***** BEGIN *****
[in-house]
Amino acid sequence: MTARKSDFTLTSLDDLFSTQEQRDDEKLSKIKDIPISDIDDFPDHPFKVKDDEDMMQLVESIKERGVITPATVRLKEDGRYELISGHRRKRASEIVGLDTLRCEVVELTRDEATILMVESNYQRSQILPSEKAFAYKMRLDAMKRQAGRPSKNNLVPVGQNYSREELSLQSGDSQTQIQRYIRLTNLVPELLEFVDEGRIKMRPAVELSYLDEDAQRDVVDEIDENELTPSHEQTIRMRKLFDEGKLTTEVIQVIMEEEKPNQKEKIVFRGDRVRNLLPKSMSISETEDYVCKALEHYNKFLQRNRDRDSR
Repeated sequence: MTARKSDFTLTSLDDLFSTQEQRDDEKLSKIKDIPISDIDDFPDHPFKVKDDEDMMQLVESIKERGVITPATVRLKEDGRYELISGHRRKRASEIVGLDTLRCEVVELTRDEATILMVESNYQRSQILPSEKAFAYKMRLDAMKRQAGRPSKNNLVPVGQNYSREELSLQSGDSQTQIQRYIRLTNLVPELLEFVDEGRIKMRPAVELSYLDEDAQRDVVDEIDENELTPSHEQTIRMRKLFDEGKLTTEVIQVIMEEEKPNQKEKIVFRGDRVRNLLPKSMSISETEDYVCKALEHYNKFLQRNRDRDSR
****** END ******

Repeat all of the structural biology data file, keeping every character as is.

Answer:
[in-house]
Amino acid sequence: MTARKSDFTLTSLDDLFSTQEQRDDEKLSKIKDIPISDIDDFPDHPFKVKDDEDMMQLVESIKERGVITPATVRLKEDGRYELISGHRRKRASEIVGLDTLRCEVVELTRDEATILMVESNYQRSQILPSEKAFAYKMRLDAMKRQAGRPSKNNLVPVGQNYSREELSLQSGDSQTQIQRYIRLTNLVPELLEFVDEGRIKMRPAVELSYLDEDAQRDVVDEIDENELTPSHEQTIRMRKLFDEGKLTTEVIQVIMEEEKPNQKEKIVFRGDRVRNLLPKSMSISETEDYVCKALEHYNKFLQRNRDRDSR
Repeated sequence: MTARKSDFTLTSLDDLFSTQEQRDDEKLSKIKDIPISDIDDFPDHPFKVKDDEDMMQLVESIKERGVITPATVRLKEDGRYELISGHRRKRASEIVGLDTLRCEVVELTRDEATILMVESNYQRSQILPSEKAFAYKMRLDAMKRQAGRPSKNNLVPVGQNYSREELSLQSGDSQTQIQRYIRLTNLVPELLEFVDEGRIKMRPAVELSYLDEDAQRDVVDEIDENELTPSHEQTIRMRKLFDEGKLTTEVIQVIMEEEKPNQKEKIVFRGDRVRNLLPKSMSISETEDYVCKALEHYNKFLQRNRDRDSR